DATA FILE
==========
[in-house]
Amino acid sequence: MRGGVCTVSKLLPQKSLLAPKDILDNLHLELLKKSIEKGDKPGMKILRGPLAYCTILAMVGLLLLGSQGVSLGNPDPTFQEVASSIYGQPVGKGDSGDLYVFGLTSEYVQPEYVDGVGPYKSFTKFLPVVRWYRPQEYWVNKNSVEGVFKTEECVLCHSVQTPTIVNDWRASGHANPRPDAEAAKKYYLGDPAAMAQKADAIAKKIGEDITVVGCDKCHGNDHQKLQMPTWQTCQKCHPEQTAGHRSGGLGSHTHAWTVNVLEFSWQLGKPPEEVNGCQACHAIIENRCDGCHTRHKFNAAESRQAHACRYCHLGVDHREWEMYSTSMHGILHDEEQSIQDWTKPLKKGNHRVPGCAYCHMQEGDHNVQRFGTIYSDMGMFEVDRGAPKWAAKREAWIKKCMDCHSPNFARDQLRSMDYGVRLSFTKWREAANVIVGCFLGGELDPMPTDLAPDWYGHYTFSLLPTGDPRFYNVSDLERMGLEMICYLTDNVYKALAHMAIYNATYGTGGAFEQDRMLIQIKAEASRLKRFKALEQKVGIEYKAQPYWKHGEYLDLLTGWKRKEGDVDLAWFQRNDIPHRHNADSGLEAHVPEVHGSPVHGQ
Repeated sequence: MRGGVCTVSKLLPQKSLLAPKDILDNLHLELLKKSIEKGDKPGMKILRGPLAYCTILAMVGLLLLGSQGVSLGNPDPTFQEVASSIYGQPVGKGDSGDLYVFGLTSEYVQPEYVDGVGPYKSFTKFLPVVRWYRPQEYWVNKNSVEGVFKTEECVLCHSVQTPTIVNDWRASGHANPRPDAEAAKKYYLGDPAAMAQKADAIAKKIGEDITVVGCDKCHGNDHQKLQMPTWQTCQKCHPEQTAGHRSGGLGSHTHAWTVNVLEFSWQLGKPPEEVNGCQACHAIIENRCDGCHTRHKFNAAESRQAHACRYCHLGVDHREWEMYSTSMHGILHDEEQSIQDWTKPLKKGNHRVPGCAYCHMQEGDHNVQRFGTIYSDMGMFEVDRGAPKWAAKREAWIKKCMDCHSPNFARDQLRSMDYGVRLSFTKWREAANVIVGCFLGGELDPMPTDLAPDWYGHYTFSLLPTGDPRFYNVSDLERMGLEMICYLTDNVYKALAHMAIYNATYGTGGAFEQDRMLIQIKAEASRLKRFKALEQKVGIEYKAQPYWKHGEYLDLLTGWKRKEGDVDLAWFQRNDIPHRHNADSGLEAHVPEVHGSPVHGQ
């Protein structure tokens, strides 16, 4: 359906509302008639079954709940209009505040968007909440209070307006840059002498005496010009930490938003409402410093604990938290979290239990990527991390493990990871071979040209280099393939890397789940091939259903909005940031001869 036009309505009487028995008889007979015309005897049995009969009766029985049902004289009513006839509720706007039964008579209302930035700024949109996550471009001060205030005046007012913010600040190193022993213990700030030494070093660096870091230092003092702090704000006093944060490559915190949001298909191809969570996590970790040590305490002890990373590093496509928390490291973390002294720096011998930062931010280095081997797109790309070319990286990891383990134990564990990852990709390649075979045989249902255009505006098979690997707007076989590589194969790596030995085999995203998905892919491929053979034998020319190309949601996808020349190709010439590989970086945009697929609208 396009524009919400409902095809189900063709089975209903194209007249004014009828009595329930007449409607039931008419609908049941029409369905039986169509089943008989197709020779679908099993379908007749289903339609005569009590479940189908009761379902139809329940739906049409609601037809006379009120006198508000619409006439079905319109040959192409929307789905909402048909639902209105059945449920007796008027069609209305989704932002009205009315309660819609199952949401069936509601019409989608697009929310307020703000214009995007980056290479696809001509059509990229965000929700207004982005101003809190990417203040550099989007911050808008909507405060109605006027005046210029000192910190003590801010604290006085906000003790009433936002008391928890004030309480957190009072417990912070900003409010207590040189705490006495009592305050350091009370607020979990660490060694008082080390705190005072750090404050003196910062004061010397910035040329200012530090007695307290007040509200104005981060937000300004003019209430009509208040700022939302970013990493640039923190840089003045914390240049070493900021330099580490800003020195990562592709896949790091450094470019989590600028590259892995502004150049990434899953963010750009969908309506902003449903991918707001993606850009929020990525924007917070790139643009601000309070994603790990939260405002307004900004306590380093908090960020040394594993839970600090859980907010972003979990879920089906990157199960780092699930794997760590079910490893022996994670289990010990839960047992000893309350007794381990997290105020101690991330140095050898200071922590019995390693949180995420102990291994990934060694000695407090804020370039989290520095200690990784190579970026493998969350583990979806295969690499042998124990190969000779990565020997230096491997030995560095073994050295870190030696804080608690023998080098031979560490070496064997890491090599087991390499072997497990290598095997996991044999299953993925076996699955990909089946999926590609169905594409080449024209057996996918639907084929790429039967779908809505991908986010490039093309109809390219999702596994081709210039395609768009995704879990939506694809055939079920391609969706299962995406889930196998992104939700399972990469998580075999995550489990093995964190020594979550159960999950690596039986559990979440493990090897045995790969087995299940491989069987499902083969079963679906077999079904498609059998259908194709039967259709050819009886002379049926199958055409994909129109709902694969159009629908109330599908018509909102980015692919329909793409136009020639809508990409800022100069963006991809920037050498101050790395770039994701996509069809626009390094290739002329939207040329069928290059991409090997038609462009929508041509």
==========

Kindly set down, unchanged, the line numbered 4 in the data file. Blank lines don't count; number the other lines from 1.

């Protein structure tokens, strides 16, 4: 359906509302008639079954709940209009505040968007909440209070307006840059002498005496010009930490938003409402410093604990938290979290239990990527991390493990990871071979040209280099393939890397789940091939259903909005940031001869 036009309505009487028995008889007979015309005897049995009969009766029985049902004289009513006839509720706007039964008579209302930035700024949109996550471009001060205030005046007012913010600040190193022993213990700030030494070093660096870091230092003092702090704000006093944060490559915190949001298909191809969570996590970790040590305490002890990373590093496509928390490291973390002294720096011998930062931010280095081997797109790309070319990286990891383990134990564990990852990709390649075979045989249902255009505006098979690997707007076989590589194969790596030995085999995203998905892919491929053979034998020319190309949601996808020349190709010439590989970086945009697929609208 396009524009919400409902095809189900063709089975209903194209007249004014009828009595329930007449409607039931008419609908049941029409369905039986169509089943008989197709020779679908099993379908007749289903339609005569009590479940189908009761379902139809329940739906049409609601037809006379009120006198508000619409006439079905319109040959192409929307789905909402048909639902209105059945449920007796008027069609209305989704932002009205009315309660819609199952949401069936509601019409989608697009929310307020703000214009995007980056290479696809001509059509990229965000929700207004982005101003809190990417203040550099989007911050808008909507405060109605006027005046210029000192910190003590801010604290006085906000003790009433936002008391928890004030309480957190009072417990912070900003409010207590040189705490006495009592305050350091009370607020979990660490060694008082080390705190005072750090404050003196910062004061010397910035040329200012530090007695307290007040509200104005981060937000300004003019209430009509208040700022939302970013990493640039923190840089003045914390240049070493900021330099580490800003020195990562592709896949790091450094470019989590600028590259892995502004150049990434899953963010750009969908309506902003449903991918707001993606850009929020990525924007917070790139643009601000309070994603790990939260405002307004900004306590380093908090960020040394594993839970600090859980907010972003979990879920089906990157199960780092699930794997760590079910490893022996994670289990010990839960047992000893309350007794381990997290105020101690991330140095050898200071922590019995390693949180995420102990291994990934060694000695407090804020370039989290520095200690990784190579970026493998969350583990979806295969690499042998124990190969000779990565020997230096491997030995560095073994050295870190030696804080608690023998080098031979560490070496064997890491090599087991390499072997497990290598095997996991044999299953993925076996699955990909089946999926590609169905594409080449024209057996996918639907084929790429039967779908809505991908986010490039093309109809390219999702596994081709210039395609768009995704879990939506694809055939079920391609969706299962995406889930196998992104939700399972990469998580075999995550489990093995964190020594979550159960999950690596039986559990979440493990090897045995790969087995299940491989069987499902083969079963679906077999079904498609059998259908194709039967259709050819009886002379049926199958055409994909129109709902694969159009629908109330599908018509909102980015692919329909793409136009020639809508990409800022100069963006991809920037050498101050790395770039994701996509069809626009390094290739002329939207040329069928290059991409090997038609462009929508041509």